Maintaining a safe distance from other dogs is highly recommended and this can be achieved by training your dog to behave and sit whenever he wants to greet his canine friends. Jumping on people is also considered undesirable in the dictionary of dog manners, so you need to teach your pooch how to sit on cue before he can socialize with strangers in the park. Greeting his doggie friends eventually becomes his reward in exchange for sitting. Other rewards include giving him a treat for good behavior and having other people feed him treats as well.
Carry Canine Essentials
Warm weather calls for hydration and long walks with your pooch. In order to stay hydrated, you will need to pack enough water in case your pooch get thirsty during your outing. You will also need to carry an adequate supply of waste bags to clean up after him. You can pack old grocery bags so you can reuse them instead of opening a brand new packet.
You can take advantage of leisurely walks by bringing your pooch’s favorite treats with you and using them to train him during your outing. Regular practice allows your dog to hone his skills and learn new tricks along the way. Rewarding him with treats also adds a fun element to your walk and allows him to build a positive connection between training and walking.
Never Underestimate the Benefits of Mental Stimulation
Walking gives your pooch a chance to exercise and socialize with other dogs, but there is more to this activity than meets the eye. Being outdoors allows your dog to use his senses to explore his surrounding environment and this keeps him mentally stimulated. Therefore, dog parents are encouraged to give their pets enough time to do some sniffing during their scheduled walks. Choosing a safe area for your pooch to carry out his sniffing is the first thing you need to do in order to keep him away from any toxic flowers or chemicals. Once you have chosen your location, you can let Fido explore his surroundings by extending his leash for a few minutes. Keep an eye on him as he soaks up the smells and sounds of nature around him and do not hesitate to use verbal cues. You can use words such as ‘go explore’ before sniffing time and words like ‘time to go’ whenever you need to leave.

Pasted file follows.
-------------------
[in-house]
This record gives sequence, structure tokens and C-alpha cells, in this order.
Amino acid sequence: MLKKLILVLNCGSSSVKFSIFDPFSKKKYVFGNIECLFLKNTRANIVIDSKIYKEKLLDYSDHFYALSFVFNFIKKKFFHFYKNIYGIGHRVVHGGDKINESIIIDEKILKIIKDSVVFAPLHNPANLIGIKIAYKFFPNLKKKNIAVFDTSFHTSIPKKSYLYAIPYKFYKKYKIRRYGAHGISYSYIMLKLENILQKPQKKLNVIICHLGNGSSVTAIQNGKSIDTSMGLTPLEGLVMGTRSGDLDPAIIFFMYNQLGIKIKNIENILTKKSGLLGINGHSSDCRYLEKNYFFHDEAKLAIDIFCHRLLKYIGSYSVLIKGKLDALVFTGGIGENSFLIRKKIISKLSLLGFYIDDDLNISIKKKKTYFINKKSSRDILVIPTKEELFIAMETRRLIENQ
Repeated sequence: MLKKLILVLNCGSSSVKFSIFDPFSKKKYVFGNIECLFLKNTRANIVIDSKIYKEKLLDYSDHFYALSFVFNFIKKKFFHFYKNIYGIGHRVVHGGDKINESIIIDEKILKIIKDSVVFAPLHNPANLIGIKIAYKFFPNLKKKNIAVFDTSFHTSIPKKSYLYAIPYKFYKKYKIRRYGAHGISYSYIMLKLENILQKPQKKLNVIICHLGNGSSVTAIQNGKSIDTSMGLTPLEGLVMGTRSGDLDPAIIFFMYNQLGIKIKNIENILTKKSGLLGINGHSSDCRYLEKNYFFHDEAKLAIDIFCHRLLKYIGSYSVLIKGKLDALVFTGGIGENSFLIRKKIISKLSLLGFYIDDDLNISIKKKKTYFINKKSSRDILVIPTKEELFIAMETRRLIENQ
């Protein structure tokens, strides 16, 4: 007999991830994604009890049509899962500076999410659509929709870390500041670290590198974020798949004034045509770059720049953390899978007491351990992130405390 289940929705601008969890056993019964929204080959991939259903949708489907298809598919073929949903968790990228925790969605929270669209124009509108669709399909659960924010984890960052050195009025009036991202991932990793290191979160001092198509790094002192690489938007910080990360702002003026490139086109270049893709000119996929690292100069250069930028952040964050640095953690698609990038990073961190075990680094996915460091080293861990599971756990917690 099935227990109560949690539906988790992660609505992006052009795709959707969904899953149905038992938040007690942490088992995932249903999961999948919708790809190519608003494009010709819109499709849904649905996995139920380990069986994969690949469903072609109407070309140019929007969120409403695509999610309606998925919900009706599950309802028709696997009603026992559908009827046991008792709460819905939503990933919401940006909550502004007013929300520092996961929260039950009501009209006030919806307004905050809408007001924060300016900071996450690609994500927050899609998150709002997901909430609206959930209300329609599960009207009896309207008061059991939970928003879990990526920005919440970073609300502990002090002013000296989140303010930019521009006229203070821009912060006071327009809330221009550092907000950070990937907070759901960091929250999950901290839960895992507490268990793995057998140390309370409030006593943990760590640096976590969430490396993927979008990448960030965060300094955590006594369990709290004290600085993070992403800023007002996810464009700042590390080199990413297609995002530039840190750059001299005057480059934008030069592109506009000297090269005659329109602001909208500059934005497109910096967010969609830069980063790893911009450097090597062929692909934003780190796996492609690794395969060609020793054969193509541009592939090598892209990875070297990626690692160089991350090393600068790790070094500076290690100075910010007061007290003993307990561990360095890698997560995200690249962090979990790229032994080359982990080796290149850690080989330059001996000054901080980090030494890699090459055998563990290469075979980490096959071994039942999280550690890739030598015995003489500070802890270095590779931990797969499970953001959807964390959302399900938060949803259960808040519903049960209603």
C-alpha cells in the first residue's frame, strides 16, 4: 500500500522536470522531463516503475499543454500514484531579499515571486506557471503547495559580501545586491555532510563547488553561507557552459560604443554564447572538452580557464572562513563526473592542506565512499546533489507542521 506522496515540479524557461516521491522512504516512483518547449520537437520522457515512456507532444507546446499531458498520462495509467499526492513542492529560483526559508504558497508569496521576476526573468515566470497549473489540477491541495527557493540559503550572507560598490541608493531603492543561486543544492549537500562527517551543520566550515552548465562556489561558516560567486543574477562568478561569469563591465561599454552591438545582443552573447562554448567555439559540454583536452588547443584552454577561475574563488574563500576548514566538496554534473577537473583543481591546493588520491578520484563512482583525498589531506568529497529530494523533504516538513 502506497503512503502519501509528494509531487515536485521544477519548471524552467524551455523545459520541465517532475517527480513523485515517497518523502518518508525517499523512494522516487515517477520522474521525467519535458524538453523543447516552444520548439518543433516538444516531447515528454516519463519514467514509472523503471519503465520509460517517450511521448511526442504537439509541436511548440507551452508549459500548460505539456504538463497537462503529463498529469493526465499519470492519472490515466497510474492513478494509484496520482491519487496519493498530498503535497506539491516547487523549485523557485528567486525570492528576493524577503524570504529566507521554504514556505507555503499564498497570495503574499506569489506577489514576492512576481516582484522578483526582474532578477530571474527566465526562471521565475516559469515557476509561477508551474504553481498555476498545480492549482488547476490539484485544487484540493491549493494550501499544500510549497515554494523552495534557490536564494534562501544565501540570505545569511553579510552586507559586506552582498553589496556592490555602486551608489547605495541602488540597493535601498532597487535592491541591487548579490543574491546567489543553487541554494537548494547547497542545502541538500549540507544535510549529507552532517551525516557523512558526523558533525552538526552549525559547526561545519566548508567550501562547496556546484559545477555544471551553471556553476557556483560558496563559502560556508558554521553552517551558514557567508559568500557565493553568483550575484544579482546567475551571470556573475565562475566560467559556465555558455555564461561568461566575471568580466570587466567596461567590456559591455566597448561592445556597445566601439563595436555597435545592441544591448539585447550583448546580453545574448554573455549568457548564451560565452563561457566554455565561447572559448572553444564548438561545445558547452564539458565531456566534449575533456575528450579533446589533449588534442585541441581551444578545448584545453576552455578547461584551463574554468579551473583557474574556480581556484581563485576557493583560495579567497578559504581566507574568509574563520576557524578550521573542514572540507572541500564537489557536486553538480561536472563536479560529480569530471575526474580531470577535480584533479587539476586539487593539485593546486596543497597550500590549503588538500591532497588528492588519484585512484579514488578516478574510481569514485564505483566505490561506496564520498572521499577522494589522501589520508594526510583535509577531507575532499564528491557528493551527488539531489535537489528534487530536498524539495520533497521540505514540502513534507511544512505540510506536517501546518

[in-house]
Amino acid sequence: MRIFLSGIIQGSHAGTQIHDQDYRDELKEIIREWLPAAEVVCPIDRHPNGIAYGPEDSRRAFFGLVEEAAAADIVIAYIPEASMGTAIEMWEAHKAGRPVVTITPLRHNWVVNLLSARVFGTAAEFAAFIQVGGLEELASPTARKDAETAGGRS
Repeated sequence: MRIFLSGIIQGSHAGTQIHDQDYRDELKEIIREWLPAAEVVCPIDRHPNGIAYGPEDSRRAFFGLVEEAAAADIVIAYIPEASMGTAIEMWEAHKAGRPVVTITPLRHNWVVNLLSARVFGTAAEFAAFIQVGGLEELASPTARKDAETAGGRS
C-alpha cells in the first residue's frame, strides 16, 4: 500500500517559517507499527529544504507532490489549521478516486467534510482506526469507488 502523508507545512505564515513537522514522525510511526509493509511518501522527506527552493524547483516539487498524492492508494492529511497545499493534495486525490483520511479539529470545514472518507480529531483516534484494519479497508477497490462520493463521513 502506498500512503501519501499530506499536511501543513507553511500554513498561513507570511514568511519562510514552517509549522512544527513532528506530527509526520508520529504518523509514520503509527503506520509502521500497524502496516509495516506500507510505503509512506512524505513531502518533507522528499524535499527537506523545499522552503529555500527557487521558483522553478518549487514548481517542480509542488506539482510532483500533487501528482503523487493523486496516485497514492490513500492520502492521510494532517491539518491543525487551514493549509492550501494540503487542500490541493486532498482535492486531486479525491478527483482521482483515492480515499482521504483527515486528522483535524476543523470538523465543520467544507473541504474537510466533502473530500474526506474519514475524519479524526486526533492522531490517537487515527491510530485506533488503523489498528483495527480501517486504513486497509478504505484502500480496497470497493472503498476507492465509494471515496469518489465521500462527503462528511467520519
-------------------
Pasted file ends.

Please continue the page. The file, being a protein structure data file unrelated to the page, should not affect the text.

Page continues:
Doing this on a regular basis allows your dog to catalogue the different scents that he encounters during his walks and this helps him keep track of all the changes that occur in his neighborhood. Moreover, the physical act of sniffing all those trees and shrubbery can drain your pooch’s energy so he ends up sleeping like a baby right after dinner. According to experts, this additional mental stimulation is incredibly important for his wellbeing and makes walks more enriching to your dog.
Make Sure Your Pooch is Wearing His ID Tags
Missing dog posters and online stories shared by people who lost their dogs make us feel grateful for our own pets who are safe and sound in our homes. It is better to be safe than sorry, and that is why your dog needs to wear some form of identification around his neck. A custom-made collar with your phone number and address printed on it can be a lifesaver. Personalized tags are also recommended and are usually made of stainless steel and inscribed with your details. Always remember to update your tags with your new home address and number, especially if you move to a new city or neighborhood.
Microchips are another solution for pet owners who prefer a digital form of identification. If you are interested in getting your dog microchipped, you can consult your veterinarian and ask him about the procedure. The small chip will hold a permanent record of your information, allowing anyone with a microchip scanner to find your contact number and get in touch with you if you ever lose track of your dog. According to a recent study, dogs with microchips have a 51.2% chance of being reunited with their owners. So the next time you take your pooch out for a walk, make sure that he is wearing his updated ID tags around his neck.